Maybe you do know what a relief it was when you showed up and Teresa asked you your sign and offered to do a reading and I asked my wife, “Can I talk to you, please,” and she vacated her chaise and that was it, it was gone for good. Up the stairs from the dock, my wife kept asking what it was I wanted to talk to her about, and I kept saying, “Not here, not here.” At the bottom of the stairs to the bedrooms we paused and my wife again asked, whispering, what I wanted to talk to her about and I whispered, “We’re almost there,” and your girlfriend’s mother, my step-mother, looked up from cutting eggplants for cousin Becky’s Thai boyfriend’s Thai eggplant dish. She looked up from cutting the eggplant and right into my eyes as if she could see there what I intended to do.
Of course my wife was just annoyed with me because as you might guess she wouldn’t do it with me under a picture of a man riding a horse, in the bedroom of a guest house that wasn’t even ours or our friends’ and that was the site of a reunion for all of my father’s siblings and paternal cousins and all of their children and grand children. She wasn’t interested in how good she looked in that bikini. She wasn’t interested in breaking the rules. Neither was I, really, not after that look from my step-mother, but I didn’t want to let that look, that image deter me because I figured that once things got going I could put it out of my mind or if I failed at that, then I could call it up and use it to prolong things. Moot point, though.
I went to the kitchen and asked the Thai boyfriend, whose name was Alex, if he needed any more help with the meal. He said, No, but my step-mother said, “Oh,” and said my name before adding, “you know, you could help me put out the veggies and dip.” I didn’t even know you were there but you offered to help too and it took us five minutes to take handfuls of the already cut vegetables and arrange them on the plate in an attractive way while my step-mom smoothed the top of the dip. When I took the tray down, maybe you didn’t notice, or didn’t understand the full significance, but Teresa was lying on the chaise and my wife was on a towel on the dock. My wife asked me to make her a dark and stormy and Teresa asked what that was and asked if I’d make her one, too. You said you’d like one, but of course neither Teresa nor you could have known, or maybe you could have, that we had just a limited supply of ginger beer and rum, but there’s no way you could have known how worried my wife was that we weren’t going to have enough and you wouldn’t have understood what it meant it even if you had seen her curl her toes and make quick fists of each hand.
The eggplant dish was great and even my giant cousin Benjamin, who chose not to go you U of T because of all the ‘slanty-eyes’—his fucking words—all the Asians, all the people of Asian descent there, even the giant racist Ben loved the eggplant dish, loved it so much that he was back for seconds before everyone had had firsts and I got nostalgic for when we were kids and I learned to eat fast at family gatherings because Ben was like that and no matter how much my parents complained about it in the car on the way home from our family gatherings it never ever got better and his parents never seemed to care, even seemed a little proud of Ben like as if his greed, his hunger was some evolutionary advantage. I guess you can tell that I never liked Ben.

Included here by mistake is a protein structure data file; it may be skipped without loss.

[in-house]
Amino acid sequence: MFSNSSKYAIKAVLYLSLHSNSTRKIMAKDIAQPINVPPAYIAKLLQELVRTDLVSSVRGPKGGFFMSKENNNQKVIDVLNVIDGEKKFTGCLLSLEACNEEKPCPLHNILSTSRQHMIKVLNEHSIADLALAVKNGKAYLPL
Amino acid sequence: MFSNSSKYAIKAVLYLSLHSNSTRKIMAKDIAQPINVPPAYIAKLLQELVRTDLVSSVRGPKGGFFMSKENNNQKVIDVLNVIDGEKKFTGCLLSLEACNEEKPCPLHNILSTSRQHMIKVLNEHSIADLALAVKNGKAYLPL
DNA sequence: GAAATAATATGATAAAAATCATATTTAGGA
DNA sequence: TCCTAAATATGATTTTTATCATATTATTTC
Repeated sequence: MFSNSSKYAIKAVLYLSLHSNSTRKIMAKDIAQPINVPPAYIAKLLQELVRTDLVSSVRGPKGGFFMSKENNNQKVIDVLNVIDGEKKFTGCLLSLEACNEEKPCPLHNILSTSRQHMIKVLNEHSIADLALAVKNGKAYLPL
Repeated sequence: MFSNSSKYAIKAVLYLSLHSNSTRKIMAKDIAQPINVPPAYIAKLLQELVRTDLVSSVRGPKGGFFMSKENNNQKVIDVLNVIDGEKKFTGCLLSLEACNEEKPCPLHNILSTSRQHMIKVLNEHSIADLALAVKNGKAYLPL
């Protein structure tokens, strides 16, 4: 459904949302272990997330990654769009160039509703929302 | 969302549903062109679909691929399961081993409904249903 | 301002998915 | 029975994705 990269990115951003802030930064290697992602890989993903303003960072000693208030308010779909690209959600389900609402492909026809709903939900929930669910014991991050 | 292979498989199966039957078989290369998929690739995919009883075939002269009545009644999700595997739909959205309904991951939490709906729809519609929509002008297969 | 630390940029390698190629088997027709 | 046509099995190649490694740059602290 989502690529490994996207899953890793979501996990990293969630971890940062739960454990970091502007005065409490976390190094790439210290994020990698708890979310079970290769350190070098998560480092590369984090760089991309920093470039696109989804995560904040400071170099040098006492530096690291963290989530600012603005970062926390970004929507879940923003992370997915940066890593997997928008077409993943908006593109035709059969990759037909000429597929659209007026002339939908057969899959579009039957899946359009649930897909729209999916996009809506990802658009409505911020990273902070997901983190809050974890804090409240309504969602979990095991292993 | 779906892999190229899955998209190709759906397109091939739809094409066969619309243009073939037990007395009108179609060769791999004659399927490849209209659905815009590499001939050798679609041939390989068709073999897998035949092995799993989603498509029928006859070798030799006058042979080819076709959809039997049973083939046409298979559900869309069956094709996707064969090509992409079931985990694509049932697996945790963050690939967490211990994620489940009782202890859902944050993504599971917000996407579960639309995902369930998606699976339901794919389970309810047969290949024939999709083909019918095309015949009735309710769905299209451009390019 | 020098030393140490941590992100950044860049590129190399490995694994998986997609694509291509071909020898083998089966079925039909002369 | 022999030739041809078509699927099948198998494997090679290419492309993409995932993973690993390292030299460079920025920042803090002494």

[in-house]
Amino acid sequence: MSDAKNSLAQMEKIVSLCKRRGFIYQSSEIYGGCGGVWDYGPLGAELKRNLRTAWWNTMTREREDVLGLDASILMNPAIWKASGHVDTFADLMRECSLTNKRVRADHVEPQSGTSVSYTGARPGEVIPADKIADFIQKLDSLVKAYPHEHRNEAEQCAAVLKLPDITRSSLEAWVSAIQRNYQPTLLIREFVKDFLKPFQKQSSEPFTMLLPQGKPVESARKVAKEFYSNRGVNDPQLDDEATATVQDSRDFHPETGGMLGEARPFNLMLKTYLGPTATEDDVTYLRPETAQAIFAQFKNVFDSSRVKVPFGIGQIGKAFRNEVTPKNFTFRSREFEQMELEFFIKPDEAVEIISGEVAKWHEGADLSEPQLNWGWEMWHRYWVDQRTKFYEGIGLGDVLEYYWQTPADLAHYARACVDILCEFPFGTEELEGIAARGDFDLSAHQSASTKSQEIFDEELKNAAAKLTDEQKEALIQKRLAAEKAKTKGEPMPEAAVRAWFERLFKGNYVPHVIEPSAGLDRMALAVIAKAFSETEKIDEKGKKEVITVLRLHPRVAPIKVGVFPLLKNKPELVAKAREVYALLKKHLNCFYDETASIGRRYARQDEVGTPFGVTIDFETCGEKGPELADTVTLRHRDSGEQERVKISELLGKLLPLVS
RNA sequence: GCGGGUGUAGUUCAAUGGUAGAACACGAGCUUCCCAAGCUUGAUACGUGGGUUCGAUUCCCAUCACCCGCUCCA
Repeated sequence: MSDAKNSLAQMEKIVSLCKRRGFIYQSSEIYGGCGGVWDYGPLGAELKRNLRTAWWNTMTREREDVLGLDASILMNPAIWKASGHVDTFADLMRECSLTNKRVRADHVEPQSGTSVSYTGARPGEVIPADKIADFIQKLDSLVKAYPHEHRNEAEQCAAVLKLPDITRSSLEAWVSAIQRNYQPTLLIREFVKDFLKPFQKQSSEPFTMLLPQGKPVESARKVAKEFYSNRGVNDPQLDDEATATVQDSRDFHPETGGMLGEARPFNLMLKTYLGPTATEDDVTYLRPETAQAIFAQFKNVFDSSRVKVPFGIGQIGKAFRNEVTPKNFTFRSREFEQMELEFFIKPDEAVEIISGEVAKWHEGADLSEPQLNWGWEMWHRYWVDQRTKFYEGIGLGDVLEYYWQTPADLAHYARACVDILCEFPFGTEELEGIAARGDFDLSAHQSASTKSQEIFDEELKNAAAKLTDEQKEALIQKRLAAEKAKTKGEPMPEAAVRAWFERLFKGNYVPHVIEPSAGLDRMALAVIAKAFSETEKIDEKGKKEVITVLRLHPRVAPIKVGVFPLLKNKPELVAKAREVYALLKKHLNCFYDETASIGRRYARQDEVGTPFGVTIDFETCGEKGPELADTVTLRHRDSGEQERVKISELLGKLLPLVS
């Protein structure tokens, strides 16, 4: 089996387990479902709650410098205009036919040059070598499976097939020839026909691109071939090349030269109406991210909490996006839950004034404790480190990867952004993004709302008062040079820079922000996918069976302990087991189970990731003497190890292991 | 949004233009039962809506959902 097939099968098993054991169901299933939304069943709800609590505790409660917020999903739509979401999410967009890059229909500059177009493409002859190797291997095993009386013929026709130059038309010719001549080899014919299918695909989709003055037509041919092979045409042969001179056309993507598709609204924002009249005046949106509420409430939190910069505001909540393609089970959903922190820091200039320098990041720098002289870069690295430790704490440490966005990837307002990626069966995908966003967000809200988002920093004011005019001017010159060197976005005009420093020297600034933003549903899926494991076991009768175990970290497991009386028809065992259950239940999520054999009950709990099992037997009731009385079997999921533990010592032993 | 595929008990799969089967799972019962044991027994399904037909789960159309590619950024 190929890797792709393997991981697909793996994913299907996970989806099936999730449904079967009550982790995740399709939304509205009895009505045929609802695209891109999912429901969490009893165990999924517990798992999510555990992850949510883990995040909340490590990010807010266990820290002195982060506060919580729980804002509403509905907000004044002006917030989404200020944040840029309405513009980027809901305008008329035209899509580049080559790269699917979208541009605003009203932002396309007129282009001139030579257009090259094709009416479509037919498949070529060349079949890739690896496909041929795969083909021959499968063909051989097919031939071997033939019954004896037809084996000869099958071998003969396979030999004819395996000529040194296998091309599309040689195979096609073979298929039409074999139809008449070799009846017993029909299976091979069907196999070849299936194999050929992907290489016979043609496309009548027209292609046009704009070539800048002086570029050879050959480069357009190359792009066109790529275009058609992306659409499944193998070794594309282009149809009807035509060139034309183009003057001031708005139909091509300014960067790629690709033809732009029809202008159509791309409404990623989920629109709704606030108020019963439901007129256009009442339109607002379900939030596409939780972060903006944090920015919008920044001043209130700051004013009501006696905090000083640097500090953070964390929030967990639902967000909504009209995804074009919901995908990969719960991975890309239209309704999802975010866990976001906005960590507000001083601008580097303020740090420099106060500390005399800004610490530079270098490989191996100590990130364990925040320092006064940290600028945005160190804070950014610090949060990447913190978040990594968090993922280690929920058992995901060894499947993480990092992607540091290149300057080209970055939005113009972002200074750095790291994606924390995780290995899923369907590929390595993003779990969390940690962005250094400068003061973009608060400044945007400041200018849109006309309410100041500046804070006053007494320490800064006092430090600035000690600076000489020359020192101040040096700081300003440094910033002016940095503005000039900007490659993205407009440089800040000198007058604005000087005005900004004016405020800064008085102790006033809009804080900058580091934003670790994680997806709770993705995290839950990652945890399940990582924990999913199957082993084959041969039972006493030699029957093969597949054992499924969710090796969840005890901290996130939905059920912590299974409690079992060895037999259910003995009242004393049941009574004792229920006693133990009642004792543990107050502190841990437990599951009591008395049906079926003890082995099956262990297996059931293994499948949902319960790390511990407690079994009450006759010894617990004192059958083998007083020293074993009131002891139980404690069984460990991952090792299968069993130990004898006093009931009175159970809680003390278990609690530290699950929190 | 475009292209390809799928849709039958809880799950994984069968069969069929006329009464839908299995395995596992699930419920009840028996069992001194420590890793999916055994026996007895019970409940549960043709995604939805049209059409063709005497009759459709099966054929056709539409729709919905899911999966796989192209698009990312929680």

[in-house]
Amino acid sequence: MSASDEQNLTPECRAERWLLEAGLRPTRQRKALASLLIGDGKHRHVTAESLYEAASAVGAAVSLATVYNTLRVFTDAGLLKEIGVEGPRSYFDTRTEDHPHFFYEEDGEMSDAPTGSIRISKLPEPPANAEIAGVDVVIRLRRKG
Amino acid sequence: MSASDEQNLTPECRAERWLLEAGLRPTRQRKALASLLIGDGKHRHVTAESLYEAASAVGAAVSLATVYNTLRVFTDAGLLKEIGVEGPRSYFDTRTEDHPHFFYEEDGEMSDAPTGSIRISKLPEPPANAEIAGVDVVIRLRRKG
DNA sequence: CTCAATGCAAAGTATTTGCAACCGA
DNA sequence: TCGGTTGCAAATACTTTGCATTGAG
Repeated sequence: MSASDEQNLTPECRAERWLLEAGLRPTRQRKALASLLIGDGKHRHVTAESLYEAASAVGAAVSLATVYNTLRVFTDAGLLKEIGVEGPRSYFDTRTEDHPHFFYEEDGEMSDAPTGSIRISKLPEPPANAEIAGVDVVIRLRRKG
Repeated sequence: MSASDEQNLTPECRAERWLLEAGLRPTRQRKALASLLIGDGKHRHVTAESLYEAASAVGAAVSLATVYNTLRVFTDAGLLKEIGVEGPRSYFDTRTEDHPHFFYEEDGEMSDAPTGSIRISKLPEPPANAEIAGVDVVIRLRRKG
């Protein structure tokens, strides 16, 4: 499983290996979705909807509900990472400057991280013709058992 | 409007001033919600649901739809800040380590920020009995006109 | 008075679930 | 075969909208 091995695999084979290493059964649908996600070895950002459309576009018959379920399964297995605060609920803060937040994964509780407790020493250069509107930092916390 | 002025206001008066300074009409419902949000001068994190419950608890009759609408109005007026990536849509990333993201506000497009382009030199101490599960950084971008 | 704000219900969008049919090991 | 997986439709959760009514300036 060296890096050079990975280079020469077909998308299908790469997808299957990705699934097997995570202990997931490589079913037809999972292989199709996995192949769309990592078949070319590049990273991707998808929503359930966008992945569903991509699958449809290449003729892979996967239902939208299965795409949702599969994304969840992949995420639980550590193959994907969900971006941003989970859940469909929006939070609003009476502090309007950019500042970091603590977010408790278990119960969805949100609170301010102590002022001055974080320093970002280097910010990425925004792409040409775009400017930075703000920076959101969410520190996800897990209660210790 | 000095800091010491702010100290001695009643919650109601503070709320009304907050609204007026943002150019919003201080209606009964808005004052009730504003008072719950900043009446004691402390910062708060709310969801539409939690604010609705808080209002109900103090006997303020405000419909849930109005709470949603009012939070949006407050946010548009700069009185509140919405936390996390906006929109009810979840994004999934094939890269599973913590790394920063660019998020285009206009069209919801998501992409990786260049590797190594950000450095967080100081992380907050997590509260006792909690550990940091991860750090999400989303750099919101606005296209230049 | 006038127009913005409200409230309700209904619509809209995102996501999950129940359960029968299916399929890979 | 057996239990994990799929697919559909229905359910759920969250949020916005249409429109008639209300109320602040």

We had custard for dessert. My dad’s Cousin Maeve made it. I didn’t know to expect some speech about it, so I had already violated the thing with my fork when you tapped my upper-arm and jerked your chin in this very specific way that said, Look up, and I did and there was my family staring at me like I was some ignorant ass hole, that the fact I thought we were just eating dessert had fully confirmed what they already knew alright, oh boy oh boy. Maeve had written a speech about her mother and her mother’s mother, who was my great grandmother, and how this was her custard recipe and how she—Maeve, I think—would never make it as good as she—my great-grandmother, maybe—had made it. And Maeve was crying and everyone was waiting to eat the custard and Maeve’s husband—this great warm guy who believed, unfortunately, that he’d been saved and had a Bible on top of the F-150 owner’s manual in his glove box—he gave her a hug and said, “Your custard is wonderful,” and everyone started eating and I just sat there watching everyone for a while, and then I set my custard down and went for a walk because all of this shit was making me angry.
You found me in the woods and you said, “We’re ready to go if you want.”
“Maybe that’s a good idea.”
We gathered our partners and we grabbed our cooler, which still had enough beer and cider and, most importantly, rum and ginger beer and we drove back to the cabins where we were staying. Dad and my step-mother were close behind us and we got drunk in their cabin and laughed about our weird family—42 members strong that day, and that was just the people who could make it—and you and my wife kindly assured us that ours wasn’t the only weird family around, nor the only family that made fun of their weird family. Dad told stories about his childhood up at that land and talked about how different things had been in Muskoka then and at their land then. You know, it was the most I’ve heard him talk about his childhood and there were loads of things I learned. You know the way soil and rock are stratified, like the ground keeps a record of things that have happened right there? I guess people’s brains are like that. Or maybe place has past human events stratified like that, folded up somewhere under or behind the fabric of now.
Anyway, that evening was this big old happy ending which I had not expected.
And when we went to bed and my wife asked, “Are you okay, now?” I didn’t even get mad like you might think I would, but I did mistake it for an opportunity to try and have sex. Oh well. It was still a nice night, you know?
Toronto, September 2015
Emoji sequence: Sarah Sheppard
Story: Lee Sheppard